Each mainboard has a set of wires running across it that interconnect all the devices and chips that are plugged into it. These wires are collectively called the 'bus'. The number of wires in the bus determines how 'wide' the bus is.

The data Bus contains either 8, 16, 32, 64, 128 or more wires. Most home computer systems are 32 or 64 wires. In addition to the data wires, there is one or more additional wires used for signalling and control. Let me give you an example. In order for the CPU to talk to the RAM and store a piece of data, the CPU must transmit data across the bus to the RAM. It does so by taking control of the bus, using an interrupt signal, and then sends the data over the bus to the RAM's system address.

Bus Throughput

To get the total throughput capability of the bus, multiply the bus clock speed in hertz times the number of bits 'wide' the bus is. Data Busses are almost always a multiple of 8 bits wide (8, 16, 32, 64 etc.)

For instance:

33 mhz x 32 bits = 1,056 mbps/sec

200 mhz x 64 bits = 12,800 mbps/sec (12.8 gbps)

Bus Arbitration

Whenever a device needs to communicate with another device connected to the mainboard it must do so over the bus. Because the bus is shared amongst all the devices, a method for deciding which device gets to use the bus must be used.The method used to determine who gets access to the bus and when is referred to as bus arbitration. The bus arbitration mechanism is designed so that high priority devices like the processor and RAM get first access to the bus, while other devices (disks, video cards, sound cards etc.) get lower priority, and often have to wait to access the bus. Usually this prioritization is accomplished by assigning lower numbered interrupts to higher priority systems. On many systems, the CPU has interrupt 0. and always goes first. Also, there are time slices provided over the bus.

Interrupts (IRQ's)

This control channel is used for signalling 'interrupts'. An interupt signal is used to 'interrupt' the CPU from it's normal tasks so that whatever event occurred can be properly handled immediately. For example, when a key on the keyboard is pressed, this causes the keyboard to request access to the bus. This event is called an 'interrupt request'. The CPU handles interrupt requests according to the device's priority (interrupt number). The lower the interrupt number, the higher priority the device. These interrupts are often referred to in Hexidecimal values.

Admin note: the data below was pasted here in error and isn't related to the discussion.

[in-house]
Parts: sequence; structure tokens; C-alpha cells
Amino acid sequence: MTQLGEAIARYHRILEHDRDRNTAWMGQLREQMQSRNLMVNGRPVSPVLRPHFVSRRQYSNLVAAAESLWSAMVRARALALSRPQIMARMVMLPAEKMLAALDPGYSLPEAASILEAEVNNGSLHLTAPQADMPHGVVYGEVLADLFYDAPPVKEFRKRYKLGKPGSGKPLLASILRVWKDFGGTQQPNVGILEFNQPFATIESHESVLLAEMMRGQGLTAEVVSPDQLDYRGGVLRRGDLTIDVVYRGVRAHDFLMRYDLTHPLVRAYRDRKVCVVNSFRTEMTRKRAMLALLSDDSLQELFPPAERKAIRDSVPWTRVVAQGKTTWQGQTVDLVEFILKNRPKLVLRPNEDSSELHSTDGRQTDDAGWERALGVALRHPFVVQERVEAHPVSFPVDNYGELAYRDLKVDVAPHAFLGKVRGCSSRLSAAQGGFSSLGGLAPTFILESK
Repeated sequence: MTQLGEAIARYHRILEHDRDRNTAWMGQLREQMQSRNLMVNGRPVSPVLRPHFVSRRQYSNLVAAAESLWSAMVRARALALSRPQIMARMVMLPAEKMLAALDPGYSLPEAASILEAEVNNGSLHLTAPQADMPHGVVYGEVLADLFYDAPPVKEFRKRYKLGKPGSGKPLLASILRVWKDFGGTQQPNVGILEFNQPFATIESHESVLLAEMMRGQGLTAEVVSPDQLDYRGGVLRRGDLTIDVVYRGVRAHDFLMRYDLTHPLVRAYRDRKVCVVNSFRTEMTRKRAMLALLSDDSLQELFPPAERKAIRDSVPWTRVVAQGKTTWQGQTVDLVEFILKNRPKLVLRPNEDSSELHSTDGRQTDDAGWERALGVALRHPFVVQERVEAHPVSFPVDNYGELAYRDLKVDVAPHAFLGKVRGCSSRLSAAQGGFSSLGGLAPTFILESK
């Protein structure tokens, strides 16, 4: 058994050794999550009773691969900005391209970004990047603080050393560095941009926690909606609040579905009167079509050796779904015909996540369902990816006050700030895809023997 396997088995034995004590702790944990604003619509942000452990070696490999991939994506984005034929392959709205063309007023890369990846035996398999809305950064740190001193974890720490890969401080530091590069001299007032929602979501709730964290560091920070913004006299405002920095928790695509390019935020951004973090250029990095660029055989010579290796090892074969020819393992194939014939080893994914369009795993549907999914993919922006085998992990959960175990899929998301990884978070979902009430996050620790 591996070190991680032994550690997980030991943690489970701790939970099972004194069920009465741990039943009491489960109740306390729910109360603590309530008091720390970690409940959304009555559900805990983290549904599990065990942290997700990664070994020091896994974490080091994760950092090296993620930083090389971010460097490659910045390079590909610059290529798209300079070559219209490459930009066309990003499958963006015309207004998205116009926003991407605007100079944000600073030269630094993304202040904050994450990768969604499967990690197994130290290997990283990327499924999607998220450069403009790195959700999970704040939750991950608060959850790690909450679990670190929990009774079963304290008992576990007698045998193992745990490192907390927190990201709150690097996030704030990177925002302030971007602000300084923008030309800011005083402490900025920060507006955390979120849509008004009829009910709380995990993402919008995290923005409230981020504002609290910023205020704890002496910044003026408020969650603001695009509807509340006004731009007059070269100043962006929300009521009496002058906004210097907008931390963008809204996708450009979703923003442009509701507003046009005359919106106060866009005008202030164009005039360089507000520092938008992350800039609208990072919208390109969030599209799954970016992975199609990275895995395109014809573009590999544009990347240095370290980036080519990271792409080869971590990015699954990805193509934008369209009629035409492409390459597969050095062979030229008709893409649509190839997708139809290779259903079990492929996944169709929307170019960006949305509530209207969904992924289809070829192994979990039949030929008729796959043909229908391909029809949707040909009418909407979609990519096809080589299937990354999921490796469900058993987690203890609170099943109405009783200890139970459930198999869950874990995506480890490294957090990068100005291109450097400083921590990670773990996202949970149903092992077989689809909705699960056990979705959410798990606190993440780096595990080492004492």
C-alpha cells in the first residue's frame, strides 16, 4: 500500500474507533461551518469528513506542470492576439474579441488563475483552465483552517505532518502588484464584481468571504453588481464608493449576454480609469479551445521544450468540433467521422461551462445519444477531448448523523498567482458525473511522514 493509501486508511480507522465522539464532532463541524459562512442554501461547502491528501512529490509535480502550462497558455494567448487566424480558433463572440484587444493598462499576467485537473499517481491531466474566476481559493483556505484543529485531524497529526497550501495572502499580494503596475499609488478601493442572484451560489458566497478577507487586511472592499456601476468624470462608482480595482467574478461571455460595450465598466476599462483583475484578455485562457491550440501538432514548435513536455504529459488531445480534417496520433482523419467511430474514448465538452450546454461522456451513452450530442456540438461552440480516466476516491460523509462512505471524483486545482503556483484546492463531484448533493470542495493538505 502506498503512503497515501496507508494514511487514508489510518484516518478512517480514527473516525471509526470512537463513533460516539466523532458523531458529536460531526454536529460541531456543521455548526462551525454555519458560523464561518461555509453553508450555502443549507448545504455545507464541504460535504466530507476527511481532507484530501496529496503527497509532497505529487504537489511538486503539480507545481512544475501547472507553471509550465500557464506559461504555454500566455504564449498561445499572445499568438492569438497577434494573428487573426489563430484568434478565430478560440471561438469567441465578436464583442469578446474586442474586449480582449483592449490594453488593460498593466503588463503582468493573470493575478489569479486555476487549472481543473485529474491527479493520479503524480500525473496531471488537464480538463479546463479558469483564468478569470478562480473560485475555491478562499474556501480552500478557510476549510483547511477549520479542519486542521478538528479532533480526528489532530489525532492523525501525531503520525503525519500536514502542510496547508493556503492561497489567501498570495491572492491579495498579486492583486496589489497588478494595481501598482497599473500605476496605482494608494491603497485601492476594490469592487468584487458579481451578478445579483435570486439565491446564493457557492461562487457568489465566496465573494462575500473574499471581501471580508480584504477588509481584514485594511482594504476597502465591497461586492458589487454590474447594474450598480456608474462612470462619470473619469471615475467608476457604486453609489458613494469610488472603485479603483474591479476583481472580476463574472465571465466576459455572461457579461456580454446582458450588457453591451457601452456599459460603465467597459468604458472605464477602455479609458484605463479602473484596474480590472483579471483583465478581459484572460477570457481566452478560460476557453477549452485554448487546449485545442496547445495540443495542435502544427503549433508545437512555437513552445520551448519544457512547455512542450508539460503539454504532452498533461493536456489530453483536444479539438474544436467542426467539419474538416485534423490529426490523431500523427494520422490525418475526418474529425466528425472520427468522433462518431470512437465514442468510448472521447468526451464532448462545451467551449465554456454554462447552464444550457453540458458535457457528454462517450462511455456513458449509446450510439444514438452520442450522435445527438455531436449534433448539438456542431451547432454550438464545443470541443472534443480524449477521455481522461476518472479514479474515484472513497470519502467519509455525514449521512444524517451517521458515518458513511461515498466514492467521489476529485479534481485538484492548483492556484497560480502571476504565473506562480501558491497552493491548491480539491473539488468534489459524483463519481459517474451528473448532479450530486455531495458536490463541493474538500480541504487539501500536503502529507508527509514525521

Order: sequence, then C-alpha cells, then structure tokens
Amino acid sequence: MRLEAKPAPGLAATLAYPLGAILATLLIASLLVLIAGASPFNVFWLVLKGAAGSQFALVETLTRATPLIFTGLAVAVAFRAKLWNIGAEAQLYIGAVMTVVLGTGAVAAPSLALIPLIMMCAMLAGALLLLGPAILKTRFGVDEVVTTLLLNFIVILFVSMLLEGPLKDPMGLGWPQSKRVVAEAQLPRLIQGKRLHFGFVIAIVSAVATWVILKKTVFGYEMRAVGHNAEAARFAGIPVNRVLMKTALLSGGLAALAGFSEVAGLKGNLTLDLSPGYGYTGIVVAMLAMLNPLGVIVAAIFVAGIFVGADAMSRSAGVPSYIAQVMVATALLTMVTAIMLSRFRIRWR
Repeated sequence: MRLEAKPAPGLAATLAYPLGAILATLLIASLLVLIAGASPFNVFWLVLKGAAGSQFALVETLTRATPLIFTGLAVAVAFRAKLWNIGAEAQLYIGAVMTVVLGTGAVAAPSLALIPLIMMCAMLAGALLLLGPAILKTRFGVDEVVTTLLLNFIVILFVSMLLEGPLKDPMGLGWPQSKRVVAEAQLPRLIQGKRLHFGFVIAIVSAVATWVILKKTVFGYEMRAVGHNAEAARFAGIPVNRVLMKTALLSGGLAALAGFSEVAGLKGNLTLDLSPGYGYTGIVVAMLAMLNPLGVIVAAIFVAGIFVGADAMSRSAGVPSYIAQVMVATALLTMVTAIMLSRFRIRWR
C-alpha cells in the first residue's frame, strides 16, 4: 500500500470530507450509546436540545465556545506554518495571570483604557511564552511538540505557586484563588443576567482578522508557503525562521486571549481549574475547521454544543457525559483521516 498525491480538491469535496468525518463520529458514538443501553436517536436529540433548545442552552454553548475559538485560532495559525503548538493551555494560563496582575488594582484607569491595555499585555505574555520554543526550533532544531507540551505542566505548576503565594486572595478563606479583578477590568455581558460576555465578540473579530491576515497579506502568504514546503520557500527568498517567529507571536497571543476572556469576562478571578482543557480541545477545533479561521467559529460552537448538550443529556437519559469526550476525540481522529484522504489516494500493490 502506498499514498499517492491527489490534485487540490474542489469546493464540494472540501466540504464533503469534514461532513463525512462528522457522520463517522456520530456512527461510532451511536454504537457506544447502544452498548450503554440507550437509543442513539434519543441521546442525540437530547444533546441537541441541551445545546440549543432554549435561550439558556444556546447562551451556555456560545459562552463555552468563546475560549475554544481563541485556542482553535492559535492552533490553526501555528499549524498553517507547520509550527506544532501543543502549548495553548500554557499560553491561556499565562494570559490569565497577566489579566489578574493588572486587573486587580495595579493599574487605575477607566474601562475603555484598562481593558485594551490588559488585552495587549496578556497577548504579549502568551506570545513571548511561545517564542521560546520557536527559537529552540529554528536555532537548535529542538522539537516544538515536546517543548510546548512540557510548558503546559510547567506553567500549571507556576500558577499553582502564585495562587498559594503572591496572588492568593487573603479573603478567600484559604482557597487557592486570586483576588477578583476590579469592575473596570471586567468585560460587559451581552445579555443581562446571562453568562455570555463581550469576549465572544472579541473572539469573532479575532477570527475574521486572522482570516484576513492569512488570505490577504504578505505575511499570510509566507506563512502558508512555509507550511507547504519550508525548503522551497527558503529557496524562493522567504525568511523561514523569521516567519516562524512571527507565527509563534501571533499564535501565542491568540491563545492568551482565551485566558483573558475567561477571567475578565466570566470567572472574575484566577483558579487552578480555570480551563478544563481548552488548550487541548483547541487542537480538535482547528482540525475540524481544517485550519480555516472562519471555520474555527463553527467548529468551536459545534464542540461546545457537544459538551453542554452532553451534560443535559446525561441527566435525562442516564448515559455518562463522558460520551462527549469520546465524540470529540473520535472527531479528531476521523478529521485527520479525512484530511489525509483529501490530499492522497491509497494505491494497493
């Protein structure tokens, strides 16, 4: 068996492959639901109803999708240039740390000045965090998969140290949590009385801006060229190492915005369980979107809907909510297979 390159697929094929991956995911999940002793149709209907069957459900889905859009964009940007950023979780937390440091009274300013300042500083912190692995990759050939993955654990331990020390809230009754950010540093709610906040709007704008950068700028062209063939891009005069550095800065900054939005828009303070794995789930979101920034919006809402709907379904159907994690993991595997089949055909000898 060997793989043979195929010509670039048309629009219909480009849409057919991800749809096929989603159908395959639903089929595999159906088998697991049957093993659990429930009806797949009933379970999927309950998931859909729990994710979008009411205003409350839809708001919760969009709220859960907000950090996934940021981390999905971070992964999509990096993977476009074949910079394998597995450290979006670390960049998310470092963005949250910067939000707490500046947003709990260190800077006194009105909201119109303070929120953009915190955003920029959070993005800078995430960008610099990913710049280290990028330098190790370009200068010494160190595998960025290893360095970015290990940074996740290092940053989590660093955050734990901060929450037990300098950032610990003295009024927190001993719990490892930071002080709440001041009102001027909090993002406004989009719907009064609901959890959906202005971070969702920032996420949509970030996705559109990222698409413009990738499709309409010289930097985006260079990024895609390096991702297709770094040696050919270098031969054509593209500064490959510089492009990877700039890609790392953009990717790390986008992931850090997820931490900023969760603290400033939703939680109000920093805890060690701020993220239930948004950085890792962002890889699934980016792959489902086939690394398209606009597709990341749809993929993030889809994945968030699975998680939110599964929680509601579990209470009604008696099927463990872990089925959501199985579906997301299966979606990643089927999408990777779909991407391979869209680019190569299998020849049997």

Direct Memory Access (DMA)

Bus arbitration schemes have gotten so advanced that the main CPU of the computer is no longer required to arbitrate the BUS as used to be the case in the distant past. Devices may now directly insert or retrieve data from/to memory (the RAM). This makes the devices operate much more quickly. On clock cycles where the processor does not use the bus, other devices may use the bus to access the RAM.

Bus Types

System Buses (older systems, most are obsolete)

  • Industry Standard Architecture (ISA)
    8/16-bit bus used in IBM compatibles - Still in use
  • Micro Channel Architecture (MCA)
    16/32 bit bus architecture used in IBM machines
  • Extended Industry Standard Architecture (EISA)
    Compaq's competing standard to the MCA bus, but never got off the ground.

Local Buses

  • Video Electronics Standards Association local bus (VESA Local Bus) [obsolete ]
    Developed to produce better interface to video systems by tying some of the adaptor slots to the higher CPU bus.
  • Peripheral Component Interconnect Local Bus (PCI Local Bus) - Most widely used
    16 and 32 bit versions, 1993 released. Bypasses the main CPU bus to allow the CPU to fully utilize the bus. Devices contact a bus arbitration chip to gain access to the PCI bus.
  • PC-Card (PCMCIA)
    Used primarilly in portable computers. Bus is hot-swappable, and like PCI, bypasses the mainboard's bus to allow the processor to fully utilize the existing system bus.

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